Interest rates

Banks may need to review interest rates every month

Banks and financial institutions may have to change the interest rate on loans on a monthly basis, as they do on deposits, so that the central bank’s effort to raise it can be implemented as quickly as possible. as soon as possible.

Through the Monetary policy 2022-23 Unveiled on Friday, the Nepal Rastra Bank (NRB) raised bank rates, policy rates and deposit collection rates by 1.5% each to 8.5%, 7% and 5.5%, respectively.

The discount rate refers to the interest rate that the central bank of a country charges national banks when they borrow money.

The policy rate refers to the interest rate that the central bank will pay or charge banks for their deposits or loans, respectively. The deposit collection rate means the rate that the central bank offers banks when they place their money in the central bank.

Charging higher rates to provide liquidity to banks will make the cost of funds for banks expensive and this will result in an increase in the lending rate.

Similarly, offering higher rates to park their cash and other liquid assets at the central bank means that banks will prefer to park them at the central bank instead of increasing lending so that the flow of credit is reduced.

“We want interest rates for loans to be raised as soon as possible in line with monetary policy so that the demand for credit decreases,” said Prakash Kumar Shrestha, head of the economic research division at the central bank. “The monthly review of interest rates on loans means that the increased cost of funds for banks and financial institutions will be passed on to borrowers as soon as possible.”

According to him, the plan could be included when reviewing the existing policy provisions on determining the interest rates of banks and financial institutions in accordance with the new monetary policy.

“But it’s not the decision already made,” he added.

Considering that the increase in the money supply and the expansion of credit have contributed to the growth of the demand for tradable goods, which has led to an increase in imports and inflation, the central bank, through the monetary policy, aims to reduce both credit expansion and money supply.

In line with monetary policy, the expansion of credit to the private sector will be limited to 12.6%, a sharp reduction from the 19% targeted last year.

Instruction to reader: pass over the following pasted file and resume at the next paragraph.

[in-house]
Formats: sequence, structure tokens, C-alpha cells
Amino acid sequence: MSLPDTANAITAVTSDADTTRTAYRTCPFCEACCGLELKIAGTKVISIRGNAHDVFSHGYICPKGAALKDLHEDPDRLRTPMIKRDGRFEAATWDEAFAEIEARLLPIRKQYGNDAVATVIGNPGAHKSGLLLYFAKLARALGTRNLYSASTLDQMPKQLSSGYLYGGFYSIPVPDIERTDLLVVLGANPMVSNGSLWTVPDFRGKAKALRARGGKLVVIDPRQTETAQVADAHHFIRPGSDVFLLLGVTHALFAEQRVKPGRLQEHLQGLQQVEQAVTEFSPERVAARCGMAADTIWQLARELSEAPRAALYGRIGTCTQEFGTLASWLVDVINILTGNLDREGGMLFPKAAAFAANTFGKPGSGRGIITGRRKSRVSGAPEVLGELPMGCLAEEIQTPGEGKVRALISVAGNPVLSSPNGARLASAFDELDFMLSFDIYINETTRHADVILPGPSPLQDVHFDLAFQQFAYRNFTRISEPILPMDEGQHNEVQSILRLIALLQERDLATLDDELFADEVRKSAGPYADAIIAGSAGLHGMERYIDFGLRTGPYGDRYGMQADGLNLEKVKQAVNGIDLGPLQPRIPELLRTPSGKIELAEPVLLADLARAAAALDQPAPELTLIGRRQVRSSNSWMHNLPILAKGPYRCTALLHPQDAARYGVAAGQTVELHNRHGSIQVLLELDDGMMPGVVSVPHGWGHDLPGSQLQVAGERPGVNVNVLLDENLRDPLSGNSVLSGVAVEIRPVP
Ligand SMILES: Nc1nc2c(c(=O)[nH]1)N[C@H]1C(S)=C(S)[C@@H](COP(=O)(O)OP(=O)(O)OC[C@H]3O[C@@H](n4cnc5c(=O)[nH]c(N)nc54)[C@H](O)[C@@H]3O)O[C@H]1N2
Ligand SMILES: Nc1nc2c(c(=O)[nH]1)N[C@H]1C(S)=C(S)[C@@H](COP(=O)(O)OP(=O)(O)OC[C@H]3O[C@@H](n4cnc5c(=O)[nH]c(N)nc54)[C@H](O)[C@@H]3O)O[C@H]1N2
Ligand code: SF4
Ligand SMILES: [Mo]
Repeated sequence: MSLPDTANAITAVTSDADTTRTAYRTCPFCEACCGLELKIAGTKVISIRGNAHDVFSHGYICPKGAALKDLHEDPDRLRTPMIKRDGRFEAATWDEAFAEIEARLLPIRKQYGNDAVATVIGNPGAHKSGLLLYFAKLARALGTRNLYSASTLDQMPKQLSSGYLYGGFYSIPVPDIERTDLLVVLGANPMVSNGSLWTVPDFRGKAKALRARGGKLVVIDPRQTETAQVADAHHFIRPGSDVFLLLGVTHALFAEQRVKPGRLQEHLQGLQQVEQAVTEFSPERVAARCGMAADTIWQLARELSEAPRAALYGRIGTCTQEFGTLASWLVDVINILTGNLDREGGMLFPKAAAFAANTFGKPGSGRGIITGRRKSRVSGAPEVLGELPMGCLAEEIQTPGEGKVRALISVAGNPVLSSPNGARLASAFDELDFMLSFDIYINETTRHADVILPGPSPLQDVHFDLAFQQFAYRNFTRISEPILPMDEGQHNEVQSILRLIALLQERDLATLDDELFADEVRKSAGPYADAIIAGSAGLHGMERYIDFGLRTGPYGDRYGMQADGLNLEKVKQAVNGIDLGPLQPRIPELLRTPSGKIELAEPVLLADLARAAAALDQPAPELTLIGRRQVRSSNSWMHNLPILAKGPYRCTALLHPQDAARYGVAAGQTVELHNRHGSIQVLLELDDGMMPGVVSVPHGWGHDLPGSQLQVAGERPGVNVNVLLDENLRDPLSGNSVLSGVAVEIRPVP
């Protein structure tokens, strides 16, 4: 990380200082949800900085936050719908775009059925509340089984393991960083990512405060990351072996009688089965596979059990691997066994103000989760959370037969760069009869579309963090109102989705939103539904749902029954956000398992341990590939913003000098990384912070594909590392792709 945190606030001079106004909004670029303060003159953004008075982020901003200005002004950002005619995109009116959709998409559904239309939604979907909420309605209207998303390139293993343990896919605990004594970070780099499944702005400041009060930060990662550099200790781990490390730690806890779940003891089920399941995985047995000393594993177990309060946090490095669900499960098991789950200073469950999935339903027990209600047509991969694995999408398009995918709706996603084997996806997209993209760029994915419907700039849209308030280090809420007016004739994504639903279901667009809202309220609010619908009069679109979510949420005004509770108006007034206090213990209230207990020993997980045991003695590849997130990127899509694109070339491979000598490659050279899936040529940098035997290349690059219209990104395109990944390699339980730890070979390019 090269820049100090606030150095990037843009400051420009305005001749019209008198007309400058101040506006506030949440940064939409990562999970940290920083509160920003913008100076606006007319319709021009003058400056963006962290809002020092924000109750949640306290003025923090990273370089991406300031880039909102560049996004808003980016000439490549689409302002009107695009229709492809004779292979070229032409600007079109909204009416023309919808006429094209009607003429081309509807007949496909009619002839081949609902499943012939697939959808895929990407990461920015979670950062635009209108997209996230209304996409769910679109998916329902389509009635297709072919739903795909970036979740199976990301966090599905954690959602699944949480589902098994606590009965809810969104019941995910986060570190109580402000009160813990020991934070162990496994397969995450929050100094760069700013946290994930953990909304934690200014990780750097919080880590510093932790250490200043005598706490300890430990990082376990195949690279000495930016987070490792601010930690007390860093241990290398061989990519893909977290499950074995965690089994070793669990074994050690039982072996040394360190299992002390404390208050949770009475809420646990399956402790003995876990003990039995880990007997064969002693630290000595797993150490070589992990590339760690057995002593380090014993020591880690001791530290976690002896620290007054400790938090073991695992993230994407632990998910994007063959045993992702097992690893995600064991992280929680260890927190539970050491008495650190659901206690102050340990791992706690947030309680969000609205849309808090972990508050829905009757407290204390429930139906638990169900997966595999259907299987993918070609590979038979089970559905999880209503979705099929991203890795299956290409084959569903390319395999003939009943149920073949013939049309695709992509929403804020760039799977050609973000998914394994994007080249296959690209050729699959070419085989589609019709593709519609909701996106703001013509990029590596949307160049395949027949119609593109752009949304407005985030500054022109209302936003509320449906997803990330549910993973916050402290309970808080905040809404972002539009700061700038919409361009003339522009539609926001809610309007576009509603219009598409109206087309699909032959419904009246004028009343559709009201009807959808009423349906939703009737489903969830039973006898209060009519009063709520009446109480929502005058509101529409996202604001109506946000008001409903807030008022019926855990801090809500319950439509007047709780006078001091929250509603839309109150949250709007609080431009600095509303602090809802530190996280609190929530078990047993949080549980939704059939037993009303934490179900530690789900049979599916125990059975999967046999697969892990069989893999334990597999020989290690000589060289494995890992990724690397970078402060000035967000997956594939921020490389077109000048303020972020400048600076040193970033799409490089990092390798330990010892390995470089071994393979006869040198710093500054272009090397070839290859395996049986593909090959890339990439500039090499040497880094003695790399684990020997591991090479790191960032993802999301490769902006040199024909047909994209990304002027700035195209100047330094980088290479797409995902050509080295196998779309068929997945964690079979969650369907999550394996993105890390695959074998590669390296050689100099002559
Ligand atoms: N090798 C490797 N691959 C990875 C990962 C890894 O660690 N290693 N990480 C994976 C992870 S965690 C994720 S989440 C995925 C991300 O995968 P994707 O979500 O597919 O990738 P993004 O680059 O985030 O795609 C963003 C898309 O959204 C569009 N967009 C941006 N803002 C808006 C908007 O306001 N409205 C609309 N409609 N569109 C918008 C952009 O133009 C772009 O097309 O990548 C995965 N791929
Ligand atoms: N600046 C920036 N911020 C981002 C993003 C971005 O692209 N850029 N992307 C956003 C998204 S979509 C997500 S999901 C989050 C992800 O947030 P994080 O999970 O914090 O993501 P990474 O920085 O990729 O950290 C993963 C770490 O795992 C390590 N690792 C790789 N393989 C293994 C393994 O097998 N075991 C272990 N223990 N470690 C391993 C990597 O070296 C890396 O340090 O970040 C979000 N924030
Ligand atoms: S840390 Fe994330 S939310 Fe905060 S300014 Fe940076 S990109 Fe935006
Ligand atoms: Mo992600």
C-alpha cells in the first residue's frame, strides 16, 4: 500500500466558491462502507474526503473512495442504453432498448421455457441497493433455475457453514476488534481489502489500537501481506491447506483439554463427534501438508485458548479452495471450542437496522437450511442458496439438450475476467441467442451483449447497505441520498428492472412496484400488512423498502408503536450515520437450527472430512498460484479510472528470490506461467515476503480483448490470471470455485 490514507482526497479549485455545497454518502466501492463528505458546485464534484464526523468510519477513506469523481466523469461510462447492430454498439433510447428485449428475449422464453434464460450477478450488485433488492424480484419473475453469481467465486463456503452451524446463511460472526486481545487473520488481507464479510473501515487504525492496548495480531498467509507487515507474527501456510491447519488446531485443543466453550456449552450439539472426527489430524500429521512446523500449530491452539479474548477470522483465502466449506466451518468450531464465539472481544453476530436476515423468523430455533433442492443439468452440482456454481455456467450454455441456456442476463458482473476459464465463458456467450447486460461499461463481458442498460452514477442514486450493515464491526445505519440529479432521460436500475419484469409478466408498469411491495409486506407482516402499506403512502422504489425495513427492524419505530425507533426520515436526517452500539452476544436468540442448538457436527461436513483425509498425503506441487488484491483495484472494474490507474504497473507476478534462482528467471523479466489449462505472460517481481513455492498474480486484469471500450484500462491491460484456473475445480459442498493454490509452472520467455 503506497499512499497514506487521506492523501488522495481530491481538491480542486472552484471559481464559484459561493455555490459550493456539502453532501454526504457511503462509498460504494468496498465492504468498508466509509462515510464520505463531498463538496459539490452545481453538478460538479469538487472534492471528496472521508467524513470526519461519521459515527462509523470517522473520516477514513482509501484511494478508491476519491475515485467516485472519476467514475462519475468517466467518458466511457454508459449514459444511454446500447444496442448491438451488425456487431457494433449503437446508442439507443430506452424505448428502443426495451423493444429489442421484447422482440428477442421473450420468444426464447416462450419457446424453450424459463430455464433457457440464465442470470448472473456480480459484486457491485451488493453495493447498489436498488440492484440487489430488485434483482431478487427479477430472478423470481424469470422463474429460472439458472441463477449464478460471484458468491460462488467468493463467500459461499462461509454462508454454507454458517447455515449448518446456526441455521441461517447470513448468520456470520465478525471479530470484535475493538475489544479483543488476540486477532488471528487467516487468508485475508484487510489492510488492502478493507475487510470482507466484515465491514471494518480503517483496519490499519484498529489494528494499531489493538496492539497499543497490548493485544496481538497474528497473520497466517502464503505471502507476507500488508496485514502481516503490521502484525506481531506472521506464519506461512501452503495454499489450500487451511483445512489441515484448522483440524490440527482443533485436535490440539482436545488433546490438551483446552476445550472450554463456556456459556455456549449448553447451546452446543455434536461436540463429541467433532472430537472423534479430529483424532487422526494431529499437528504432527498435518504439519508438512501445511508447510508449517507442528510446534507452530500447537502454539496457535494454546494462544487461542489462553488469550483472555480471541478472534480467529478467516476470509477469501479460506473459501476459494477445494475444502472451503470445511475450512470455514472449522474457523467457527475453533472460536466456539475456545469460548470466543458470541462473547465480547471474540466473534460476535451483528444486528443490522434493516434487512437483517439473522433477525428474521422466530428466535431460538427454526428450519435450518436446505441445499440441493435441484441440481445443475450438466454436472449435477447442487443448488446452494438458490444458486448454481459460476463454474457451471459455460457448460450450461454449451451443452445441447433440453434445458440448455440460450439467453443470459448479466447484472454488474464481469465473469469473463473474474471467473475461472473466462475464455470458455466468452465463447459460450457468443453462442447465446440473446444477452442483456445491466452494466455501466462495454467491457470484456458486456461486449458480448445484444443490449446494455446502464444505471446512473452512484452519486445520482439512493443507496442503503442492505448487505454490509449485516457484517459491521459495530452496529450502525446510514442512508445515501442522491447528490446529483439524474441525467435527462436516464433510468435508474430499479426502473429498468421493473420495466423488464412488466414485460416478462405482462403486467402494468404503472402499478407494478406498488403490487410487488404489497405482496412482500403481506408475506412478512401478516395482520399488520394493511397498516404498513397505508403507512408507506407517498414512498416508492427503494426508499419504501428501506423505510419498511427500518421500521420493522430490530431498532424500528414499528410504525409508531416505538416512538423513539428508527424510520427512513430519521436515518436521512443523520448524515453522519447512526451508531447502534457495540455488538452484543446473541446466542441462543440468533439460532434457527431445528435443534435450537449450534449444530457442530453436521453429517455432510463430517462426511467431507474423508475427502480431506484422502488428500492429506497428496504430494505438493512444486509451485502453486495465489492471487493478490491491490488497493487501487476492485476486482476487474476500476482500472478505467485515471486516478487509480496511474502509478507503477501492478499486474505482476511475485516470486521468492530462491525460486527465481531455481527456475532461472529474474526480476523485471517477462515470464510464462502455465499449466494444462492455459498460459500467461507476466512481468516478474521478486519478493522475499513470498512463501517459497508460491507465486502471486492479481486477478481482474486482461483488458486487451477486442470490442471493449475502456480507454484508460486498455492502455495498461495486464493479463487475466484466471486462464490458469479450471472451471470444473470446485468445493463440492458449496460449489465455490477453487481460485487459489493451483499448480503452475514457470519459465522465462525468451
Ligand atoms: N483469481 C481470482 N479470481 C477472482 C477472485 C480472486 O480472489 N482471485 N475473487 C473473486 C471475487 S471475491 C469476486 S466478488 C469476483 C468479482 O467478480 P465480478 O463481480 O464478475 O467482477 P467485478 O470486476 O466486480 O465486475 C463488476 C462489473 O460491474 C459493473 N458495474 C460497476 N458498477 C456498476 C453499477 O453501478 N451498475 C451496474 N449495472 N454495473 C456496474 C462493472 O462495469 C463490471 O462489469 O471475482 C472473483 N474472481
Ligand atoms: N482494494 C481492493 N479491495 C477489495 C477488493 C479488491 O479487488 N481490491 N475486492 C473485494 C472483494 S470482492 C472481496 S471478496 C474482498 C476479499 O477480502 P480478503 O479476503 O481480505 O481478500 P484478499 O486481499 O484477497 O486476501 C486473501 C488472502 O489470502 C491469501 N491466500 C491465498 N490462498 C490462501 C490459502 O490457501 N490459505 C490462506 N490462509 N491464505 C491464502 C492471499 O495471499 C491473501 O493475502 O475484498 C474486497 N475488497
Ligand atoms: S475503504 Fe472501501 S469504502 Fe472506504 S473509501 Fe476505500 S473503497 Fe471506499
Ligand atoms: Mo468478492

The new monetary policy also aims to limit the growth of the money supply (cash, demand deposits, non-monetary assets that are highly liquid and easily convertible into cash) to 12% compared to the 18% objective for the last financial year.

While reviewing the system for determining interest rates, the central bank also aims to raise the interest rate on deposits so that banks and financial institutions can attract more savings.

According to Shrestha, the NRB could remove the provision that banks and financial institutions could change the interest rate on deposits by a maximum 10 percent of the previous month.

In October last year, the central bank introduced such a provision so that rising interest rates on deposits would not pass through to lending rates. As the country’s economy recovers from the impact of the Covid-19 pandemic, the central bank has adopted the policy of making credit available to borrowers at cheaper rates to help the economy recover .

But the same policy gave rise to excessive lending, leading to massive imports, a wider balance of payments deficit, the depletion of foreign exchange reserves and rising inflation.

“The removal of this provision is expected to increase the interest rate on deposits and the cost borne by banks and financial institutions will be transferred into the lending rate,” Shrestha said.

In addition, there could be a change in the current provision that the spread between maximum and minimum interest rates on deposits should not exceed five percent, according to Gunakar Bhatta, spokesman for the central bank.

The provision was made in December 2020 to encourage deposits in savings accounts, instead of fixed accounts, through the quarterly review of monetary policy 2020-21.

“Nothing has been decided yet but these aspects will be reviewed in the coming days,” Bhatta said.